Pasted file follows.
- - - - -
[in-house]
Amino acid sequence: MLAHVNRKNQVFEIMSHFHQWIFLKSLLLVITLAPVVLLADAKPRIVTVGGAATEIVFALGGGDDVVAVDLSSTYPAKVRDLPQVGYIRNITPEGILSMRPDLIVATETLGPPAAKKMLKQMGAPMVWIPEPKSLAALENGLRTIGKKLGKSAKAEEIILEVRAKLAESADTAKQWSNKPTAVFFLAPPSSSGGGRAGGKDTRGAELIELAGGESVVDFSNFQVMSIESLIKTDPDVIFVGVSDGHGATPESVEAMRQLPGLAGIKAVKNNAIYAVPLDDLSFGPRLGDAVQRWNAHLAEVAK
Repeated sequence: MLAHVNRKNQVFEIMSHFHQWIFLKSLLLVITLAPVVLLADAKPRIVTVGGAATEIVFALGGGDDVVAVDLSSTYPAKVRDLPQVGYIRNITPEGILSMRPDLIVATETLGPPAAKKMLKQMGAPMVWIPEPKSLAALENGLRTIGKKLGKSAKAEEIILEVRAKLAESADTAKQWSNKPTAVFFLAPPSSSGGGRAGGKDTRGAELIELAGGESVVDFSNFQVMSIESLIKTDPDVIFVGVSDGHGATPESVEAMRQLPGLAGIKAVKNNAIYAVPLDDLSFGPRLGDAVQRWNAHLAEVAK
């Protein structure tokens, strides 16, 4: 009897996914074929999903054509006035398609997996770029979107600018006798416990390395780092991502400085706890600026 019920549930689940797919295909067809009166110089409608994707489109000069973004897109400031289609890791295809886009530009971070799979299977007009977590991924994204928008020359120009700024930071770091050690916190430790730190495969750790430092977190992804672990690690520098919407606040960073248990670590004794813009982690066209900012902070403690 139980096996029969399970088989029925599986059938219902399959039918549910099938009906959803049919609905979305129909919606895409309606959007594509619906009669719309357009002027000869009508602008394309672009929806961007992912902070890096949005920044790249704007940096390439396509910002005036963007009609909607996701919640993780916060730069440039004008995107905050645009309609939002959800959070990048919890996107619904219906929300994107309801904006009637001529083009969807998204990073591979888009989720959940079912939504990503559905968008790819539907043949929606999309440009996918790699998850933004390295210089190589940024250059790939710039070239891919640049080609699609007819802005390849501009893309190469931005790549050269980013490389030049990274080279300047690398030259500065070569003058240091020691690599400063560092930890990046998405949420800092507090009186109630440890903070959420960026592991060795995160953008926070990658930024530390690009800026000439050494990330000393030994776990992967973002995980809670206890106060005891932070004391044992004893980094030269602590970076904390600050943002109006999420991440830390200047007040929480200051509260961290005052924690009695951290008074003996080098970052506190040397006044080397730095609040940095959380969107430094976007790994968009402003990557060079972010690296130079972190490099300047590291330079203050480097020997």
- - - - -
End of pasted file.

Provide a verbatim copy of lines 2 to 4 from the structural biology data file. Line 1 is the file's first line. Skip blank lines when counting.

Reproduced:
Amino acid sequence: MLAHVNRKNQVFEIMSHFHQWIFLKSLLLVITLAPVVLLADAKPRIVTVGGAATEIVFALGGGDDVVAVDLSSTYPAKVRDLPQVGYIRNITPEGILSMRPDLIVATETLGPPAAKKMLKQMGAPMVWIPEPKSLAALENGLRTIGKKLGKSAKAEEIILEVRAKLAESADTAKQWSNKPTAVFFLAPPSSSGGGRAGGKDTRGAELIELAGGESVVDFSNFQVMSIESLIKTDPDVIFVGVSDGHGATPESVEAMRQLPGLAGIKAVKNNAIYAVPLDDLSFGPRLGDAVQRWNAHLAEVAK
Repeated sequence: MLAHVNRKNQVFEIMSHFHQWIFLKSLLLVITLAPVVLLADAKPRIVTVGGAATEIVFALGGGDDVVAVDLSSTYPAKVRDLPQVGYIRNITPEGILSMRPDLIVATETLGPPAAKKMLKQMGAPMVWIPEPKSLAALENGLRTIGKKLGKSAKAEEIILEVRAKLAESADTAKQWSNKPTAVFFLAPPSSSGGGRAGGKDTRGAELIELAGGESVVDFSNFQVMSIESLIKTDPDVIFVGVSDGHGATPESVEAMRQLPGLAGIKAVKNNAIYAVPLDDLSFGPRLGDAVQRWNAHLAEVAK
């Protein structure tokens, strides 16, 4: 009897996914074929999903054509006035398609997996770029979107600018006798416990390395780092991502400085706890600026 019920549930689940797919295909067809009166110089409608994707489109000069973004897109400031289609890791295809886009530009971070799979299977007009977590991924994204928008020359120009700024930071770091050690916190430790730190495969750790430092977190992804672990690690520098919407606040960073248990670590004794813009982690066209900012902070403690 139980096996029969399970088989029925599986059938219902399959039918549910099938009906959803049919609905979305129909919606895409309606959007594509619906009669719309357009002027000869009508602008394309672009929806961007992912902070890096949005920044790249704007940096390439396509910002005036963007009609909607996701919640993780916060730069440039004008995107905050645009309609939002959800959070990048919890996107619904219906929300994107309801904006009637001529083009969807998204990073591979888009989720959940079912939504990503559905968008790819539907043949929606999309440009996918790699998850933004390295210089190589940024250059790939710039070239891919640049080609699609007819802005390849501009893309190469931005790549050269980013490389030049990274080279300047690398030259500065070569003058240091020691690599400063560092930890990046998405949420800092507090009186109630440890903070959420960026592991060795995160953008926070990658930024530390690009800026000439050494990330000393030994776990992967973002995980809670206890106060005891932070004391044992004893980094030269602590970076904390600050943002109006999420991440830390200047007040929480200051509260961290005052924690009695951290008074003996080098970052506190040397006044080397730095609040940095959380969107430094976007790994968009402003990557060079972010690296130079972190490099300047590291330079203050480097020997």